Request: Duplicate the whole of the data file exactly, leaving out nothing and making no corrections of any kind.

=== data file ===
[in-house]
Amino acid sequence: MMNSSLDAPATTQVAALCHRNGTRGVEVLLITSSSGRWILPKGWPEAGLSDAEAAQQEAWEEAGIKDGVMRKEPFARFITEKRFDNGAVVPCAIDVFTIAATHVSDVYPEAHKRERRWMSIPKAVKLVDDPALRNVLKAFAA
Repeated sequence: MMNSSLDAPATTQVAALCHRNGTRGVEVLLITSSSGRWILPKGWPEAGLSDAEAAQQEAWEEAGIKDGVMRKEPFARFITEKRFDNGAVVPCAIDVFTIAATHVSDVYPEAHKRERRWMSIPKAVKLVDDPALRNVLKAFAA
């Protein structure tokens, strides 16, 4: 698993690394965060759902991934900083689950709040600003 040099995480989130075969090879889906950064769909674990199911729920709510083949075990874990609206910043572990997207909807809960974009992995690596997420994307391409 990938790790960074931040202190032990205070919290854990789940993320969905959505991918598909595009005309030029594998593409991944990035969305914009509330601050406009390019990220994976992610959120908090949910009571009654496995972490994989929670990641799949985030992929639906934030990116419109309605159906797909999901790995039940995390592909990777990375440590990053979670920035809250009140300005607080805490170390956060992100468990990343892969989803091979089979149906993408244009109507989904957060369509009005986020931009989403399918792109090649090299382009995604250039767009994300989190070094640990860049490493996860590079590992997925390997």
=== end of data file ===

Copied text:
[in-house]
Amino acid sequence: MMNSSLDAPATTQVAALCHRNGTRGVEVLLITSSSGRWILPKGWPEAGLSDAEAAQQEAWEEAGIKDGVMRKEPFARFITEKRFDNGAVVPCAIDVFTIAATHVSDVYPEAHKRERRWMSIPKAVKLVDDPALRNVLKAFAA
Repeated sequence: MMNSSLDAPATTQVAALCHRNGTRGVEVLLITSSSGRWILPKGWPEAGLSDAEAAQQEAWEEAGIKDGVMRKEPFARFITEKRFDNGAVVPCAIDVFTIAATHVSDVYPEAHKRERRWMSIPKAVKLVDDPALRNVLKAFAA
């Protein structure tokens, strides 16, 4: 698993690394965060759902991934900083689950709040600003 040099995480989130075969090879889906950064769909674990199911729920709510083949075990874990609206910043572990997207909807809960974009992995690596997420994307391409 990938790790960074931040202190032990205070919290854990789940993320969905959505991918598909595009005309030029594998593409991944990035969305914009509330601050406009390019990220994976992610959120908090949910009571009654496995972490994989929670990641799949985030992929639906934030990116419109309605159906797909999901790995039940995390592909990777990375440590990053979670920035809250009140300005607080805490170390956060992100468990990343892969989803091979089979149906993408244009109507989904957060369509009005986020931009989403399918792109090649090299382009995604250039767009994300989190070094640990860049490493996860590079590992997925390997």